On Halloween Saturday, at 10 minutes to two, nineteen New Yorkers — mostly 40-something film buffs — met under the Washington Square Arch and a cerulean sky. We maneuvered around the miniature “Elsas,” “Minions” and assorted ghouls, waiting in anticipation for our walking tour of Greenwich Village with Timothy “Speed” Levitch, the former Gray Line guide who achieved cult status after appearing in the documentary, The Cruise.
A shop in Little India in Jackson Heights, Queens. Image via NY Daily News
Chinatown and Little Italy are probably the first locations that come to mind when you think of New York City’s diversity and immigrant history. However, there were several other immigrant groups that migrated and clustered into various neighborhoods, forming smaller ethnic enclaves that also contribute to New York City’s identity as the “melting pot.”
Last year we published a series called NYC’s Micro Neighborhoods, which had more in-depth articles on specific ethnic communities. To provide you with a thorough guide to New York City’s diverse areas, for this list we combined neighborhoods mentioned in NYC’s Micro Neighborhoods with an additional 10 more to check out. Enjoy!
An apartment view of Turtle Bay neighborhood. Image via KW New York City
Midtown Manhattan’s Turtle Bay encompasses the area between 41st and 53rd streets east of Lexington Avenue, including the United Nations headquarters and the Chrysler Building. While it may not have old glass bottles or destroyed ferry remnants like Dead Horse Bay, Turtle Bay does have secrets of a different nature.
Master of None, released Friday November 6th on Netflix, has quickly become an over-weekend sensation (we admit, we binge watched the whole first season). The New York City-set comedy stars Aziz Ansari with a cast of hilarious regulars like Noël Wells from SNL, Eric Wareheim, Kelvin Yu, and Lena Waithe, and guest stars like Claire Danes, Busta Rhymes, Noah Emmerich, and Colin Salmon. Attacking relatable subjects like dating, immigrant parents, children (or lack thereof) and more, the show brings a levity to even difficult subjects clearly close to the hearts of creators Ansari and Kevin Yang, from debates about minority casting in television to politics (even finding a way to cleverly diss Bobby Jindal in a funny way).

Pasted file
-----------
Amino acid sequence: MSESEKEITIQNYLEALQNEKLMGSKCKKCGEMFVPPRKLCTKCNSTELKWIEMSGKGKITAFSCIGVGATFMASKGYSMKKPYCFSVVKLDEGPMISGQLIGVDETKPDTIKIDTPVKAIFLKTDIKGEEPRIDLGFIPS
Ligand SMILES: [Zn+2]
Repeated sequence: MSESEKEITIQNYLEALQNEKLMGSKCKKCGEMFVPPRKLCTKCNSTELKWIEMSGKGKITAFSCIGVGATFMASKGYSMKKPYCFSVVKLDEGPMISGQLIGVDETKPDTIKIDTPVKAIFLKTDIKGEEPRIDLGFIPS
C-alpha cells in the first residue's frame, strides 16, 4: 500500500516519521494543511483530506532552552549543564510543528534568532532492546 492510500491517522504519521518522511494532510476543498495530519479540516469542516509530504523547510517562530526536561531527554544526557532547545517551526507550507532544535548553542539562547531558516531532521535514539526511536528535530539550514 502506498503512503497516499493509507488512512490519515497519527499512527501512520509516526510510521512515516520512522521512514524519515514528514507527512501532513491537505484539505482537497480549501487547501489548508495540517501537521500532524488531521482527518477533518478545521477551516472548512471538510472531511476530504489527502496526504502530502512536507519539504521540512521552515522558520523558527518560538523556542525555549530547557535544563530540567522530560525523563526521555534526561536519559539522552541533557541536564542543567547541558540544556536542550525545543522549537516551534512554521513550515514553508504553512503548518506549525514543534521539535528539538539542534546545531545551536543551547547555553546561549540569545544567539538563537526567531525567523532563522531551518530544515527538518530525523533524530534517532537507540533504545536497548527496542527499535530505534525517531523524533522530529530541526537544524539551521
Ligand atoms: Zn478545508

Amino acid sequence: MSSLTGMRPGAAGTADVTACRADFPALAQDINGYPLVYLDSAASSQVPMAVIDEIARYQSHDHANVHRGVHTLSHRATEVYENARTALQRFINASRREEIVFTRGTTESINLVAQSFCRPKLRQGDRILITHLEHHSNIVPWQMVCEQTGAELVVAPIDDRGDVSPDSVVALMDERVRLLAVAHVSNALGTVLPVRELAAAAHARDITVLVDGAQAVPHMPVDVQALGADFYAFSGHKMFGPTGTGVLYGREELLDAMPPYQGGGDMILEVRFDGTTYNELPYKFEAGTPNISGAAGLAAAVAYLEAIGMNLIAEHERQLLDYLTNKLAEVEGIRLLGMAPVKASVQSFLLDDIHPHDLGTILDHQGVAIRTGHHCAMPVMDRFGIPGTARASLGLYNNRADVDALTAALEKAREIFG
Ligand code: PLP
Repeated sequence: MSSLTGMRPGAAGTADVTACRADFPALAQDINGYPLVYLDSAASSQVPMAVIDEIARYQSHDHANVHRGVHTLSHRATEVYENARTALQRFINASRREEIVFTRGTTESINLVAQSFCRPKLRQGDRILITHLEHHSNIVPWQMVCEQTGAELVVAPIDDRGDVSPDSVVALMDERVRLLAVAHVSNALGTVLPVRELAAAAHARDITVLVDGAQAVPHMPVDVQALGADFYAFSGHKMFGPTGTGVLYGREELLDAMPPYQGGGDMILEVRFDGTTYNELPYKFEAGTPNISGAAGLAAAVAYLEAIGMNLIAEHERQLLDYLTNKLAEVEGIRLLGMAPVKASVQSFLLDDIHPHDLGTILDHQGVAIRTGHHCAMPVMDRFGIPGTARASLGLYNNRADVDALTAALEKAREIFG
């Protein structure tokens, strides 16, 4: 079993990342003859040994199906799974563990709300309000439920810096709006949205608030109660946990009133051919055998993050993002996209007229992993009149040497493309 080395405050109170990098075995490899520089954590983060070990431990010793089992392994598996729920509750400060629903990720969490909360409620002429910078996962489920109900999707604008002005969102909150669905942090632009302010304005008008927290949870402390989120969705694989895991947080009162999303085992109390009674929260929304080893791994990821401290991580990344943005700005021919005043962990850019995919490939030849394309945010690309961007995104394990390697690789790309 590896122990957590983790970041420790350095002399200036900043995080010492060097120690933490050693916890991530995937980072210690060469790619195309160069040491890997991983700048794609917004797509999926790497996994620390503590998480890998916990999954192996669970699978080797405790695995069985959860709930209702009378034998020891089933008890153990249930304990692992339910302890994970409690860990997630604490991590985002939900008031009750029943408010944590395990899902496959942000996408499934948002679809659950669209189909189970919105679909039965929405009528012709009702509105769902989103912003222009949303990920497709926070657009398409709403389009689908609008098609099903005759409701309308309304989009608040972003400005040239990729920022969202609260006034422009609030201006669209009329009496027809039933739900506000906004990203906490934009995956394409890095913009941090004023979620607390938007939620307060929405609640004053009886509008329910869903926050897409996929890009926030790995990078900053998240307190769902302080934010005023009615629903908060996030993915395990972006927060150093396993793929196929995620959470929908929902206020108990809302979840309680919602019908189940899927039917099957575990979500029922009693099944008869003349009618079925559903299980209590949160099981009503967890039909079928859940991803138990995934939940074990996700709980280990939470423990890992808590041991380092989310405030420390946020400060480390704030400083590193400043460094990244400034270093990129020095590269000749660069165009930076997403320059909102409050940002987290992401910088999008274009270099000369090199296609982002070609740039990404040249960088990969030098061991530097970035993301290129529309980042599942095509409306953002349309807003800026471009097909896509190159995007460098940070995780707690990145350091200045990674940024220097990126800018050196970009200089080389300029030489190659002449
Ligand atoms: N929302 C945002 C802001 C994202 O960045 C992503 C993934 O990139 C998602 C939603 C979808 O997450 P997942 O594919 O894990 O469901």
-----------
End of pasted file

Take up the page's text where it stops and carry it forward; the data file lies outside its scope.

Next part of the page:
Equally fun for us has been tracking down the film locations in Master of None, featuring some of our favorite spots in New York City. Whatw we love about the Master of None locations are that they all feel like neighborhood spots Ansari and his team probably already hang out at, rather than some all out film scouting affair. Without further ado, here are the locations in season one:
Photo by Larry Lederman from Interior Landmarks: Treasures of New York
You may remember last year’s exhibit Rescued, Restored, Reimagined: New York’s Interior Landmarks at the New York School of Interior Design (NYSID). Developing out of that exhibit is the new book Interior Landmarks: Treasures of New York featuring 47 of the 117 interior landmarks in New York City. On the 50th Anniversary of the city’s landmark law, this beautiful book comes at a timely moment as new pressures on the law have come to the forefront just this year – ranging from the “decalendaring” of landmarks (successfully stopped) to Intro 775 that aims to put time limits on how long a proposed landmark can sit on the potentials list.
This article is written by William Roka, a historian with the South Street Seaport Museum.
As the recovery from Hurricane Sandy continues apace in the South Street Seaport district of New York City, the South Street Seaport Museum continues to teach the unique role that the district played in the development of New York as a great port city through the 19th century. The Museum currently offers two walking tours of the area: the Hidden History of the Fourth Ward, and the Hidden History of the Brooklyn Bridge. Both tours focus on the critical years after the Civil War.